37 Tempe sch. : ASU

Arizona State University (ASU) has a long history, and was founded as the Tempe Normal School for the Arizona Territory in 1885. The athletic teams of ASU used to be known as the Normals, then the Bulldogs, and since 1946 they’ve been called the Sun Devils.

Tempe is a city in the metropolitan area of Phoenix. The city is named for the Vale of Tempe in Greece.

38 Stitch’s human companion : LILO

“Lilo & Stitch” was released by Disney in 2002. Compared to other Disney feature-length cartoons, “Lilo & Stitch” was relatively cheaply produced, using the voices of lesser-known actors. One interesting change had to take place in the storyline during production, when Lilo was meant to fly a Jumbo Jet through downtown Honolulu in one sequence. This was replaced with a sequence using a spaceship instead, as the producers were sensitive to public sentiment after the September 11 attacks.

40 Cricket sound : CHIRP

The sound made by crickets is usually referred to as chirping, although the scientific term is “stridulation”. The sound is made by male crickets as they rub the top of one wing along a serration on the other wing.

41 Place for solar panels : ROOF

Solar panels are arrays of solar cells that make use of what’s known as the photovoltaic effect. We are more likely to have learned about the photoelectric effect in school, in which electrons were ejected from the surface of some materials when it was exposed to light or other forms of radiation. The photovoltaic effect is related but different. Instead of being electrons ejected from the surface, in the photovoltaic effect electrons move around in the material creating a difference in voltage.

42 Cleveland Browns great __ Graham : OTTO

Not only was Otto Graham a professional football player for the Cleveland Browns, but he also played professional basketball for the Rochester Royals (now the Sacramento Kings).

48 Fine-grained soil : LOESS

Loess is a wind-blown accumulation of silt. The word “loess” is German in origin and was first used to describe silt along the Rhine Valley.

53 “Julie & Julia” writer/director Ephron : NORA

Nora Ephron had many talents, including writing film scripts and novels. Many of the movies that she wrote, she also directed. These would include some of my favorite movies of all time like “Sleepless in Seattle”, “You’ve Got Mail” and most recently, the wonderful “Julie & Julia”. And, did you know that Nora Ephron’s second marriage was to journalist Carl Bernstein of Watergate fame? She wrote an autobiographical novel based on her life with Bernstein, which deals in particular with Bernstein’s affair with the daughter of British Prime Minister James Callaghan.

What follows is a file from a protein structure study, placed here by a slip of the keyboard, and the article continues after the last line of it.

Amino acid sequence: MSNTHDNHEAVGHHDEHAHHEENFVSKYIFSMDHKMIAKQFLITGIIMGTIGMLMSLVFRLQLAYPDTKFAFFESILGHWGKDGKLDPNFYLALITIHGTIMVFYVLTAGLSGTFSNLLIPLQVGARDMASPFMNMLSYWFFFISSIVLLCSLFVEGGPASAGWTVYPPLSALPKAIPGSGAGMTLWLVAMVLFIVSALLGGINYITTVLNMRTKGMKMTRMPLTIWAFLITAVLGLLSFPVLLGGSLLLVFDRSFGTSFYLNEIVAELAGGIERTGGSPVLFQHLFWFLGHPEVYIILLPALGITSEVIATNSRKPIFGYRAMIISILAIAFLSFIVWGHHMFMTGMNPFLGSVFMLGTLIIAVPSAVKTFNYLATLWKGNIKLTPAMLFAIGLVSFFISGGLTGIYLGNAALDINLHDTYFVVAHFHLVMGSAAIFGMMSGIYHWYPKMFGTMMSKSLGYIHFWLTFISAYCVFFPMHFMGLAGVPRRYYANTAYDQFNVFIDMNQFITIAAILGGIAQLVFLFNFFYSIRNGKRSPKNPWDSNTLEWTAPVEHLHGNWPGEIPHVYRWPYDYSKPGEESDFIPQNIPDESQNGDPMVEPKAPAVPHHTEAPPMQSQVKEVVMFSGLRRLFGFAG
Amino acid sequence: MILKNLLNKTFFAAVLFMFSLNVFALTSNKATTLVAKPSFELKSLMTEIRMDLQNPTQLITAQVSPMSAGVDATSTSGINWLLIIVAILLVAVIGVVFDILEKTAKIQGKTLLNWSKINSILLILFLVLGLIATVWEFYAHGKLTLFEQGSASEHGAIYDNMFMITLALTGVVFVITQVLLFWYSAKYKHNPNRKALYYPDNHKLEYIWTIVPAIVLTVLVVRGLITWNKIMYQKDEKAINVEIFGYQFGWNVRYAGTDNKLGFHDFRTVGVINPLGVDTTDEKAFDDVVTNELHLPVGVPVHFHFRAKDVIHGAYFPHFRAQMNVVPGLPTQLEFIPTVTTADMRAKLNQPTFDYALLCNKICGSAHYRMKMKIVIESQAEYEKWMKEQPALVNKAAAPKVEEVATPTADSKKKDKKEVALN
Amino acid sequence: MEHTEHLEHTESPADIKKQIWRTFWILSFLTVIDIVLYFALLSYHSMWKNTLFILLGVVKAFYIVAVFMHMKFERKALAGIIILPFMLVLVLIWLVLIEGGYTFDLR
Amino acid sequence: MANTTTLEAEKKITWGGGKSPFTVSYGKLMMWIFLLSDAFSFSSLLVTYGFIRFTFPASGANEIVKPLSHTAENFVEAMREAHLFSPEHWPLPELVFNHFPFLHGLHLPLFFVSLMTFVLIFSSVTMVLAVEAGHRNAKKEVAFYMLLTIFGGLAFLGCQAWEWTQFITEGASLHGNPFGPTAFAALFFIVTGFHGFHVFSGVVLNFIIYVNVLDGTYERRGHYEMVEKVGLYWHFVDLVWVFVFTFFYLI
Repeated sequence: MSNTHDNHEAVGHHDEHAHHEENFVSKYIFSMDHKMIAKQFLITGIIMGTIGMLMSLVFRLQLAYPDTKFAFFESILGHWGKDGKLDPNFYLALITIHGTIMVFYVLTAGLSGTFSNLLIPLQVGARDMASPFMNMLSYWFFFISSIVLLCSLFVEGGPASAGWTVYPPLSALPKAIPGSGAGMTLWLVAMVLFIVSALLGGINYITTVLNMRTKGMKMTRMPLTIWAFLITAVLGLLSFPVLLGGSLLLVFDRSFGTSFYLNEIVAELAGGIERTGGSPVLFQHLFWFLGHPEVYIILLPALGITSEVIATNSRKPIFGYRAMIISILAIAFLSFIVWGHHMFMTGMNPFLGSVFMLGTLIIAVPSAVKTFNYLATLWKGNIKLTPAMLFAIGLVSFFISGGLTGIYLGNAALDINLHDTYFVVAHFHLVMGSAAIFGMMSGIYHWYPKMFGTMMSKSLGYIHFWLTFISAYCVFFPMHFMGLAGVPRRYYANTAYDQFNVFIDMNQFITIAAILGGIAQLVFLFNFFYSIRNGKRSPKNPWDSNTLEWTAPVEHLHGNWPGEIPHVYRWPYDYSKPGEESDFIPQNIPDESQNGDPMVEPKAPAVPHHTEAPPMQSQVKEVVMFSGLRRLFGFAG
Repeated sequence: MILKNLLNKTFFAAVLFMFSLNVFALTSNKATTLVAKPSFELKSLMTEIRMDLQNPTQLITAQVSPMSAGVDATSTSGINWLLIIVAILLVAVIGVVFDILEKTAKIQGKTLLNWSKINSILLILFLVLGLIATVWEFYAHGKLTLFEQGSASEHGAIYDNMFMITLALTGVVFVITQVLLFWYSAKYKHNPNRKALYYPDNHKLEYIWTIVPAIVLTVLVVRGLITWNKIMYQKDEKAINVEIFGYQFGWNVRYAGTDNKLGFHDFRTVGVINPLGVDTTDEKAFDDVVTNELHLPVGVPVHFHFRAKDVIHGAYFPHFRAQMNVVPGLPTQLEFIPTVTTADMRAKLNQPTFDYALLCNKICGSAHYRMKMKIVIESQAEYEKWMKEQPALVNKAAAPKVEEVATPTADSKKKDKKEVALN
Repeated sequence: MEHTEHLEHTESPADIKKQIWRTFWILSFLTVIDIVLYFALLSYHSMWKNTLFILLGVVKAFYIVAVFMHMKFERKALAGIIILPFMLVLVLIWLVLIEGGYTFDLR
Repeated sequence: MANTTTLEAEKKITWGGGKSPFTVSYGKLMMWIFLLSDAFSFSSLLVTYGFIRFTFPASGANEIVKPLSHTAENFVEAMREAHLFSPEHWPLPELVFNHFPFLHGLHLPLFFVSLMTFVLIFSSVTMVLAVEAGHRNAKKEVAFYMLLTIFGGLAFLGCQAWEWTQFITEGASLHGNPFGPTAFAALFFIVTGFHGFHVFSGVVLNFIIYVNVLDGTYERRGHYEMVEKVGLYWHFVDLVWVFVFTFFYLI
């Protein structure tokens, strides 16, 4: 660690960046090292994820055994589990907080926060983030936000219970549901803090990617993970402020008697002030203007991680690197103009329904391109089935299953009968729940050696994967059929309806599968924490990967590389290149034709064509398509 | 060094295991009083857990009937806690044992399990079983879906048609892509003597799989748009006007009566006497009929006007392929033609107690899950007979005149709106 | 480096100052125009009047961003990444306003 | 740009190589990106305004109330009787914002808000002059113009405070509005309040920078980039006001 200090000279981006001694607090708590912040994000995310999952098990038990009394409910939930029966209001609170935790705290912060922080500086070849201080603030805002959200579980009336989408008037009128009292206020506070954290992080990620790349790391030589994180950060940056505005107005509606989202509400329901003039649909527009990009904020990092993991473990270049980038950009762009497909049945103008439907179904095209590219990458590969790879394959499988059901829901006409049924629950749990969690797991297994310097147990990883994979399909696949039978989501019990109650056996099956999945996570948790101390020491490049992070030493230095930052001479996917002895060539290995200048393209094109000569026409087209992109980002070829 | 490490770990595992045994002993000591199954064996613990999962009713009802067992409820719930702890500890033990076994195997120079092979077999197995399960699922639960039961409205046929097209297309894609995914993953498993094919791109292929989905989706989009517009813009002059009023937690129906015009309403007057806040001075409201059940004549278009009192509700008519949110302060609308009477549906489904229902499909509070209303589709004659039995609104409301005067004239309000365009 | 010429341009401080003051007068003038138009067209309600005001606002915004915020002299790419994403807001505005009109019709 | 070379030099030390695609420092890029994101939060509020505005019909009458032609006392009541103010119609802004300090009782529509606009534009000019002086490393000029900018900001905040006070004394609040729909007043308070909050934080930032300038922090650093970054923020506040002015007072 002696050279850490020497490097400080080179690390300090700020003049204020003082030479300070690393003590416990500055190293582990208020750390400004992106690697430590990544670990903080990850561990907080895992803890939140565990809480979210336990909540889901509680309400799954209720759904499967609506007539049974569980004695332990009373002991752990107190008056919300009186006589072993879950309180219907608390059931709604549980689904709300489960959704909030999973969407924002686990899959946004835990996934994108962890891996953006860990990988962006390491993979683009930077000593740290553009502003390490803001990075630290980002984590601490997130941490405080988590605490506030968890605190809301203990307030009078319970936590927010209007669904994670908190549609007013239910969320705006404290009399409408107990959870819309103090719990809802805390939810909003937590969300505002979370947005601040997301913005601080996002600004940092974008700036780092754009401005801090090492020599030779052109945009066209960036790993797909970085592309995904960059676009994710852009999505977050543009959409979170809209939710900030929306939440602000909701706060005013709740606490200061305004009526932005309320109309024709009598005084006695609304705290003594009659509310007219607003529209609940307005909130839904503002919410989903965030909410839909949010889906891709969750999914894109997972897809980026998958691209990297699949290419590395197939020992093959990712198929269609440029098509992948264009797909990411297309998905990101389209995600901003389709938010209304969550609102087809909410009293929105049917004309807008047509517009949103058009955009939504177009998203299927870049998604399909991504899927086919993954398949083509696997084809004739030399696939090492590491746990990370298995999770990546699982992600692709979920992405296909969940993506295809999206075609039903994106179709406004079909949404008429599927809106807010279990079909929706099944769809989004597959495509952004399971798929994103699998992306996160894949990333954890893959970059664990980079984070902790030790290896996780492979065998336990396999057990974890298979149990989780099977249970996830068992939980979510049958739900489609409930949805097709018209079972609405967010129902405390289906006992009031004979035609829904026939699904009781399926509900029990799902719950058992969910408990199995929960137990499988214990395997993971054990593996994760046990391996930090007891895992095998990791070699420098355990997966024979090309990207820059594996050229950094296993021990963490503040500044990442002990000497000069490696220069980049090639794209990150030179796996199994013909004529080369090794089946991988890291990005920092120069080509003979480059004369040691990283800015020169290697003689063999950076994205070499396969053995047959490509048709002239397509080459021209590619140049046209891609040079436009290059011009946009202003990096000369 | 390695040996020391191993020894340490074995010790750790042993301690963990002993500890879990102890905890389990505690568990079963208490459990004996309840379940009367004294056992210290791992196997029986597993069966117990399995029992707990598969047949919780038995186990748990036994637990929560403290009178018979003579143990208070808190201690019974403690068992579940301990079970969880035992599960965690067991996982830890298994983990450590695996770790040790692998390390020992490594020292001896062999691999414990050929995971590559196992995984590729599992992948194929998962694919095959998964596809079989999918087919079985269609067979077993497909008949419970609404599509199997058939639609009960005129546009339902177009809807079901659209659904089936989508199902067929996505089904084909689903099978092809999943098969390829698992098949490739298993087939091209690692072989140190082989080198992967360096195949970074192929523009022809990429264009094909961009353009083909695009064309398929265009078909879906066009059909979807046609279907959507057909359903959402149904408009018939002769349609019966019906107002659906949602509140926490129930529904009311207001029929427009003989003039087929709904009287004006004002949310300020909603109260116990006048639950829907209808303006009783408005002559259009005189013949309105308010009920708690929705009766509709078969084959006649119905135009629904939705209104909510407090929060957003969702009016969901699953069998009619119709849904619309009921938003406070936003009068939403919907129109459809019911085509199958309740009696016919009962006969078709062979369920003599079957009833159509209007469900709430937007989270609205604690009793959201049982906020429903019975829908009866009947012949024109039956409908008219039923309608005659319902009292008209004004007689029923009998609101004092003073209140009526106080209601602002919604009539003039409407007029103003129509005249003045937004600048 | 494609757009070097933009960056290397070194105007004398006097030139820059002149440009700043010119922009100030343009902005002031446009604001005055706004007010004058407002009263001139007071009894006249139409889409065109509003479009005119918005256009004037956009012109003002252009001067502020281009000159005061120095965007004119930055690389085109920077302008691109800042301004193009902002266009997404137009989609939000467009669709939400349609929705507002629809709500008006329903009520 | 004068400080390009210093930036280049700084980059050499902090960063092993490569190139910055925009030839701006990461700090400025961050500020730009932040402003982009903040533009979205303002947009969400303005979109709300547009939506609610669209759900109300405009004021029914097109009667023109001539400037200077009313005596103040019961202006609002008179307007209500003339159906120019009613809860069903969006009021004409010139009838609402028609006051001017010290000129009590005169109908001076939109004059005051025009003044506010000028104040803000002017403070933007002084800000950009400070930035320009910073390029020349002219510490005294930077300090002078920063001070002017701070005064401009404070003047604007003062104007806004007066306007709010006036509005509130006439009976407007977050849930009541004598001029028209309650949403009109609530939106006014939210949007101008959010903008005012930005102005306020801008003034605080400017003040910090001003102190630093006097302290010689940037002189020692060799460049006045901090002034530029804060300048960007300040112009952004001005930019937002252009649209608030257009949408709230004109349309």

“Julie & Julia” is a wonderful 2009 Nora Ephron film that juxtaposes the lives of celebrity chef Julia Childs and home cook/blogger Julie Powell. Childs is played by Meryl Streep, and Powell by Amy Adams. Ephron’s screenplay is based on two nonfiction books: Child’s autobiography “My Life in France”, and Powell’s memoir “Julie and Julia: My Year of Cooking Dangerously”. Highly recommended …

54 Cookware brand : T-FAL

Tefal (also “T-Fal”) is a French manufacturer of cookware that is famous for its nonstick line. The name “Tefal” is a portmanteau of TEFlon and ALuminum, the key materials used in producing their pots and pans.

56 Kennel racket : ARFS

Our word “kennel” meaning “doghouse” comes from the Vulgar Latin word “canile” meaning the same thing. A sheep (“ovus”) was kept in an “ovile”, a horse (“equus”) in an “equile”, and a dog (“canis”) in a “canile”.

62 “Chilombo” Grammy nominee Jhené __ : AIKO

Singer Jhené Aiko is the sister of singer and rapper Mila J.